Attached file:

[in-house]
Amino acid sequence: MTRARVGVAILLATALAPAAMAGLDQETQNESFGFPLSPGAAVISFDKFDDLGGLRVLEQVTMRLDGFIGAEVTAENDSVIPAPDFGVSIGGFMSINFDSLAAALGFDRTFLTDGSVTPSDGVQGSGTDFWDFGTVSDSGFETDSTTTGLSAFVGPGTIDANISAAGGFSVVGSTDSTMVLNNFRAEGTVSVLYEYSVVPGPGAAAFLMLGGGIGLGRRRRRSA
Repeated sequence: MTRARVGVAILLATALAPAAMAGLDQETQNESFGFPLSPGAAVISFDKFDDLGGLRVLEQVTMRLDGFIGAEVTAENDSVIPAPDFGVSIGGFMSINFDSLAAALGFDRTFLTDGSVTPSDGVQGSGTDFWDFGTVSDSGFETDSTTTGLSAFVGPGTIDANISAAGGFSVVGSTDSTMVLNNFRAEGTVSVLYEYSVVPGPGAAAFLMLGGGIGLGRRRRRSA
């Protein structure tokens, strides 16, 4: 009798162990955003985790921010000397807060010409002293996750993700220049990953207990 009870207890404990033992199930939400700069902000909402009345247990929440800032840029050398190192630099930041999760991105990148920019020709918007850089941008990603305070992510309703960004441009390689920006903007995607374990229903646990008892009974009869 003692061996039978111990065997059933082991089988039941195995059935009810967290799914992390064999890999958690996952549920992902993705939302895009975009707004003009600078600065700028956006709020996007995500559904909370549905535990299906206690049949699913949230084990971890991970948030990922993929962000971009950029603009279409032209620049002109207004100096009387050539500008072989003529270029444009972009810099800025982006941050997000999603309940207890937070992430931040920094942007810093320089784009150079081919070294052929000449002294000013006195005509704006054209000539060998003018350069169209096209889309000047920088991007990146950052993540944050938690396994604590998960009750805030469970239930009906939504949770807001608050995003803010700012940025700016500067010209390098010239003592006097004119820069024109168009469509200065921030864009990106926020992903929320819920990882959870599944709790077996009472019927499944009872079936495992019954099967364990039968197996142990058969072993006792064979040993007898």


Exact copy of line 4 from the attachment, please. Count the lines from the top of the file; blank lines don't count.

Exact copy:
């Protein structure tokens, strides 16, 4: 009798162990955003985790921010000397807060010409002293996750993700220049990953207990 009870207890404990033992199930939400700069902000909402009345247990929440800032840029050398190192630099930041999760991105990148920019020709918007850089941008990603305070992510309703960004441009390689920006903007995607374990229903646990008892009974009869 003692061996039978111990065997059933082991089988039941195995059935009810967290799914992390064999890999958690996952549920992902993705939302895009975009707004003009600078600065700028956006709020996007995500559904909370549905535990299906206690049949699913949230084990971890991970948030990922993929962000971009950029603009279409032209620049002109207004100096009387050539500008072989003529270029444009972009810099800025982006941050997000999603309940207890937070992430931040920094942007810093320089784009150079081919070294052929000449002294000013006195005509704006054209000539060998003018350069169209096209889309000047920088991007990146950052993540944050938690396994604590998960009750805030469970239930009906939504949770807001608050995003803010700012940025700016500067010209390098010239003592006097004119820069024109168009469509200065921030864009990106926020992903929320819920990882959870599944709790077996009472019927499944009872079936495992019954099967364990039968197996142990058969072993006792064979040993007898």